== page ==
One in five breast cancers linked to alcohol
New Cancer Council analysis published in the Medical Journal of Australia shows the level of cancer incidence caused by alcohol in Australia is higher than previously thought, with more than 5000 new cases each year linked to long-term drinking.
Applying the latest international data to Australia, the analysis estimated that 22 per cent of the nation's breast cancer cases were linked to alcohol consumption. It also factored in new evidence linking alcohol to bowel cancer in men.
Cancer Council Australia CEO and a co-author of the analysis, Professor Ian Olver, said community awareness of the links between alcohol and cancer should be raised so people could make more informed lifestyle choices to help minimise their cancer risk.
"We have known for some time that alcohol is a major risk factor for breast cancer, but only by applying international data to Australian drinking patterns were we able to estimate that more than one in five cases here are linked to alcohol," Professor Olver said.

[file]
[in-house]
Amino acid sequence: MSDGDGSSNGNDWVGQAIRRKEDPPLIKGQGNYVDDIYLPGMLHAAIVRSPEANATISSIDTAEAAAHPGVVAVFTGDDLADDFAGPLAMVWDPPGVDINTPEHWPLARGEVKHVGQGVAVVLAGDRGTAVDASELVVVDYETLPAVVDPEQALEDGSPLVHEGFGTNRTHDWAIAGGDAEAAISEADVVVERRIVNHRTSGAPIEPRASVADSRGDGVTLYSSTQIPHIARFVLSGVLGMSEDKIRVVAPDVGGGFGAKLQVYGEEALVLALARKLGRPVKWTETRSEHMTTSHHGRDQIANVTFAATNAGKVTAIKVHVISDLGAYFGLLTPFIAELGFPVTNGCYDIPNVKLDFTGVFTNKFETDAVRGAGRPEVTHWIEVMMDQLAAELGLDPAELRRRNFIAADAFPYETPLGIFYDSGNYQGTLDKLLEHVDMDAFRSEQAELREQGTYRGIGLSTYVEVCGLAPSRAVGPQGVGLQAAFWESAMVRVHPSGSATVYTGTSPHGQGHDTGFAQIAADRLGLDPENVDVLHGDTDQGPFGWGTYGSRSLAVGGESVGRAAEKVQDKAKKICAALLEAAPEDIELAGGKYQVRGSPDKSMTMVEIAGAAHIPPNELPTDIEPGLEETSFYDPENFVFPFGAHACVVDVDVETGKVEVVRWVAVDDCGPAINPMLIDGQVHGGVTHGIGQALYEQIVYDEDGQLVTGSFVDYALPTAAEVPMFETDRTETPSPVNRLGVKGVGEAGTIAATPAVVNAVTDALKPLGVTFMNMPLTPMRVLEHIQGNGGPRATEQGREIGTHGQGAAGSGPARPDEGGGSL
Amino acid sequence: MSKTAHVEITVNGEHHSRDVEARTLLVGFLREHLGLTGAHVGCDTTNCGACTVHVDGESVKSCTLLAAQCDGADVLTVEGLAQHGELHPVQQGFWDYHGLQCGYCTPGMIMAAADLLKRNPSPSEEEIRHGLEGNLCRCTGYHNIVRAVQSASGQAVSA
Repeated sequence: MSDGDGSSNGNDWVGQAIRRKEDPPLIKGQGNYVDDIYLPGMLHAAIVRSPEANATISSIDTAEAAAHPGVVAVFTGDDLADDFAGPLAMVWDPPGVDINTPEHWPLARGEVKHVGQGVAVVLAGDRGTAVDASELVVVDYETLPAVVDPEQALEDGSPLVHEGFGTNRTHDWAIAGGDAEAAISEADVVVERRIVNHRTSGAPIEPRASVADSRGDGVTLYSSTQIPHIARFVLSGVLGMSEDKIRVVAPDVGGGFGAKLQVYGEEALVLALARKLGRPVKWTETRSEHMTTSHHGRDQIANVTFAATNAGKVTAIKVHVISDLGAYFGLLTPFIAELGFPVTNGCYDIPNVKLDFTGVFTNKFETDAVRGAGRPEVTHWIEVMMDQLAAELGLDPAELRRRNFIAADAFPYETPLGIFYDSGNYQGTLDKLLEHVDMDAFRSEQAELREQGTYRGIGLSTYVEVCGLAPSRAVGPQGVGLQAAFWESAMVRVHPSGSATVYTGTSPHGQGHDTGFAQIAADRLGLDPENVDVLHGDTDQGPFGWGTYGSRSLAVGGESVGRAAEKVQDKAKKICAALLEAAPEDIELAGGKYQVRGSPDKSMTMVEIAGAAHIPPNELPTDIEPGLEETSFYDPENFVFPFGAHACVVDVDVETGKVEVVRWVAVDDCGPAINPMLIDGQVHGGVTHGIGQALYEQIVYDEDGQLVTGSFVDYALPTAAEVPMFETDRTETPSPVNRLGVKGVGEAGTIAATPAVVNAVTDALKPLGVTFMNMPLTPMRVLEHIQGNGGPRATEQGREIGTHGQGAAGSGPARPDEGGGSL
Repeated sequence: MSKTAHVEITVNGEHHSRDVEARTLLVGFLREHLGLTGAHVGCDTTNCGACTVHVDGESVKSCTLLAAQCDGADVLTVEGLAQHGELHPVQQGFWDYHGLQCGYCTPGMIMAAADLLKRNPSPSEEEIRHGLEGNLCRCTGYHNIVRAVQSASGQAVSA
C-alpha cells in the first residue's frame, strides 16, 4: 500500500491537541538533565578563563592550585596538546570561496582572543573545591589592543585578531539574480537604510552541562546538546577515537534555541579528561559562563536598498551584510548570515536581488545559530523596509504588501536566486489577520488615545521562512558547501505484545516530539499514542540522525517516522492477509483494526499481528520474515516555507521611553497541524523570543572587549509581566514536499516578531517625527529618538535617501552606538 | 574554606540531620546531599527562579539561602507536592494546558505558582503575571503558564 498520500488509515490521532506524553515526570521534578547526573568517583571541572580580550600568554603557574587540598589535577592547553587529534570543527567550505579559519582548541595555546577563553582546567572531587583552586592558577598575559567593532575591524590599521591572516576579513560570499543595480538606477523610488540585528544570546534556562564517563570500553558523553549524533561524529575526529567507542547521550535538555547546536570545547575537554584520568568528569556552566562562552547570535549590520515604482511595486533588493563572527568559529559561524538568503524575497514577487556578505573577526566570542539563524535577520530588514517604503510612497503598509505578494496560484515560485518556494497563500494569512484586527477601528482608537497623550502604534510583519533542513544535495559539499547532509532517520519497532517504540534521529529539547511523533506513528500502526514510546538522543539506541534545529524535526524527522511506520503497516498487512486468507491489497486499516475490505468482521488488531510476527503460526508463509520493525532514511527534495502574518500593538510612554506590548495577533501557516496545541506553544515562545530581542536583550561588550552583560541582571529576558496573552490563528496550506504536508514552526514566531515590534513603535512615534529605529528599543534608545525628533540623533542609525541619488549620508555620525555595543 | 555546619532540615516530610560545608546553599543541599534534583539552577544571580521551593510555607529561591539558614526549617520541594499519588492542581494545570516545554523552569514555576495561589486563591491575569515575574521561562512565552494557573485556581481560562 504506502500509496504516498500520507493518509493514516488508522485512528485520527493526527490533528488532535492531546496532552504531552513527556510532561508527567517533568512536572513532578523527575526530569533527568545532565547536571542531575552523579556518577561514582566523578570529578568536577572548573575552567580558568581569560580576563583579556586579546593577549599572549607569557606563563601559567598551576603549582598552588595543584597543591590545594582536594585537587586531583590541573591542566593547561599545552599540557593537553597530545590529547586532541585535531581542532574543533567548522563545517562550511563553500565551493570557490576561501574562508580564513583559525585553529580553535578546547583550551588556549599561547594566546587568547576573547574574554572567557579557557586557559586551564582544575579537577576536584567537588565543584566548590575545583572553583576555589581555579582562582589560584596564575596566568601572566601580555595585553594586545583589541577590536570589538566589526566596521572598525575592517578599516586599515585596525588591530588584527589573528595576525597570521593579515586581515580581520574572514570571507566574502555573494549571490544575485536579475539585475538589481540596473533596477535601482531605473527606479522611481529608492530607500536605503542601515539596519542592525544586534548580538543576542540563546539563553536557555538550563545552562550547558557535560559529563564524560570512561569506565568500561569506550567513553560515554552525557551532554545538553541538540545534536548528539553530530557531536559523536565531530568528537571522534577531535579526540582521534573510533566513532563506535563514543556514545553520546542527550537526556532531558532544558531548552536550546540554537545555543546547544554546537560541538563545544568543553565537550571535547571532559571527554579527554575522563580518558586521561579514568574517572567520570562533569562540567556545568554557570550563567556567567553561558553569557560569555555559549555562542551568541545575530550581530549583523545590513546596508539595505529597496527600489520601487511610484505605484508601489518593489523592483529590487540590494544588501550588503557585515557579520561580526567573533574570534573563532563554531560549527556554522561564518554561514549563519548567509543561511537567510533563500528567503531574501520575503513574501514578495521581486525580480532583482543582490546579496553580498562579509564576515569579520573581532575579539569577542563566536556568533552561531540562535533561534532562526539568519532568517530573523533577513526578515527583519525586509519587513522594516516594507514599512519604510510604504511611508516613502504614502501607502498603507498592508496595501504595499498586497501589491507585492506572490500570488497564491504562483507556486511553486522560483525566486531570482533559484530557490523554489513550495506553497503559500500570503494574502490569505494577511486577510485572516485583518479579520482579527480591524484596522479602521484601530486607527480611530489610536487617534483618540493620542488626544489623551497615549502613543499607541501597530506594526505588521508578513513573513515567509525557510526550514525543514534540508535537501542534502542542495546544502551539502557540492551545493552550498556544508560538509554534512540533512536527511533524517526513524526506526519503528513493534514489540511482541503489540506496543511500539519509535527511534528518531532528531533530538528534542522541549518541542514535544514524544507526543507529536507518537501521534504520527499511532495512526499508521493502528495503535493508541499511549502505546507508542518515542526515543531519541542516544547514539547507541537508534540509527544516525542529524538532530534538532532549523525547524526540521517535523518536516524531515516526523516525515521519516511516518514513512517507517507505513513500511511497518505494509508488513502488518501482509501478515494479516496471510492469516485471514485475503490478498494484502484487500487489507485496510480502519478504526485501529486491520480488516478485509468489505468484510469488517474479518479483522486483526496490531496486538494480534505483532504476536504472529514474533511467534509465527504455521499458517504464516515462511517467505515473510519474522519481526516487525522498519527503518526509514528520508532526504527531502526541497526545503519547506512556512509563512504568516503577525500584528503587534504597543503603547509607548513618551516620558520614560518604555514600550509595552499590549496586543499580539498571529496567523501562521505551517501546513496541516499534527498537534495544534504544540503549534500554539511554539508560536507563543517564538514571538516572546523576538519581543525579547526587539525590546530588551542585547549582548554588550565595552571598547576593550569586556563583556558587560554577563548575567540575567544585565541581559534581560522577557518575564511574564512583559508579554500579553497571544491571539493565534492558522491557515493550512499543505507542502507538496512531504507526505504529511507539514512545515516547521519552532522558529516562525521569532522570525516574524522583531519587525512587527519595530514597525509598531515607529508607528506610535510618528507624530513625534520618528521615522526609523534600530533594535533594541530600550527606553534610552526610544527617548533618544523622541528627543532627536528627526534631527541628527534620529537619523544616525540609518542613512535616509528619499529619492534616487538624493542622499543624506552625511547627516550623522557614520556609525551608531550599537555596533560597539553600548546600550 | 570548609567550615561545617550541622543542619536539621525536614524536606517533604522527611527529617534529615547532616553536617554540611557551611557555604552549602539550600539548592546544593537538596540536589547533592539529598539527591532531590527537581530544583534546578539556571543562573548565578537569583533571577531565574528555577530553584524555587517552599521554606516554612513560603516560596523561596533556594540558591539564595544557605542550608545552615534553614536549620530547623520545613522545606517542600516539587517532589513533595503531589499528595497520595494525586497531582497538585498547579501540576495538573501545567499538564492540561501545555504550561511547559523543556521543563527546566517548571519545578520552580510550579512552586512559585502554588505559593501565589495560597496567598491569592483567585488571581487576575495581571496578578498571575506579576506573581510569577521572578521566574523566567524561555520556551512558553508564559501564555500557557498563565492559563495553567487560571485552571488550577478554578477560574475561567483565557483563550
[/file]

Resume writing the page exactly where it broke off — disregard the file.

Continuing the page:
"Factor in the new evidence on bowel cancer in men and the established links to cancers of the mouth, pharynx, larynx, oesophagus and liver, and alcohol is clearly one of the most carcinogenic products in common use."
Professor Olver said the impact on breast cancer was a particular concern, as there were few other steps women could take to minimise their risk.
"A lot of effort goes into raising breast cancer awareness, but how many Australian women are aware that reducing alcohol consumption is one of the best ways to reduce their breast cancer risk?" he said.
Professor Olver said the dose-response relationship meant the risk of alcohol-related cancer increased with every drink consumed.
"The more alcohol you consume over time, the higher your risk of developing an alcohol-related cancer.
"So if individuals do choose to drink, our advice is to do so in accordance with the National Health and Medical Research Council guidelines, which recommend no more than two standard drinks a day."